// → 10000

If an expression starts with the keyword function, it is a function expression. However, if a statement starts with function, it is a function declaration, which requires a name and, not being an expression, cannot be called by writing parentheses after it.

Objects as interfaces
Now let’s say we want to add another function to our day-of-the-week module.

We would have to add it inside our existing function like so:

var weekDay = function() {
  var names = ["Sunday", "Monday", "Tuesday", "Wednesday",
               "Thursday", "Friday", "Saturday"];
  return {
    name: function(number) { return names[number]; },
    number: function(name) { return names.indexOf(name); }

// → Sunday

For bigger modules, gathering all the exported values into an object at the end of the function becomes awkward as there is so much data. What we can do is declare an object (named exports)

and add properties to that. Here’s an example

f(function(exports) {
  var names = ["Sunday", "Monday", "Tuesday", "Wednesday",
               "Thursday", "Friday", "Saturday"]; = function(number) {
    return names[number];
  exports.number = function(name) {
    return names.indexOf(name);
})(this.weekDay = {});

// → Saturday

Detaching from the global scope
Sometimes even when we create modules with their own namespace they can interfere with one another. However, we can create a system that allows one module to directly ask for the interface object of another module, without going through the global scope.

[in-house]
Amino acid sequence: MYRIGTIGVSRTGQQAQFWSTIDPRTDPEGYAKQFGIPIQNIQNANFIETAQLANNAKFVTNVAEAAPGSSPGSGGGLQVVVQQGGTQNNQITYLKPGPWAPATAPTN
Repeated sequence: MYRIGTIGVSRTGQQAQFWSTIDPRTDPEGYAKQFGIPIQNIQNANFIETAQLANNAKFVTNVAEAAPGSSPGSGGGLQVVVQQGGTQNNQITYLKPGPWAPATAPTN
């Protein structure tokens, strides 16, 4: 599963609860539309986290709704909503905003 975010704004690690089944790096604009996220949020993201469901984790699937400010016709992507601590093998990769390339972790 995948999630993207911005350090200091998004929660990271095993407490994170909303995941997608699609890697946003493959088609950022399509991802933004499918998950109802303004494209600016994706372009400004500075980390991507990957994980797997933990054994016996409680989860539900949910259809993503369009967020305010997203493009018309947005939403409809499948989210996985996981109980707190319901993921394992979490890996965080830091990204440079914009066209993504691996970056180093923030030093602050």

A require function will load the modules file and return the appropiate interface. To do so we need two things:
1. A readFile which returns the content of a given file as a string.
2. We need to be able to actually execute this string as JavaScript code.

Detaching from the global scope
Sometimes even when we create modules with their own namespace they can interfere with one another. However, we can create a system that allows one module to directly ask for the interface object of another module, without going through the global scope.
A require function will load the modules file and return the appropiate interface. To do so we need two things:
1. A readFile which returns the content of a given file as a string.
2. We need to be able to actually execute this string as JavaScript code.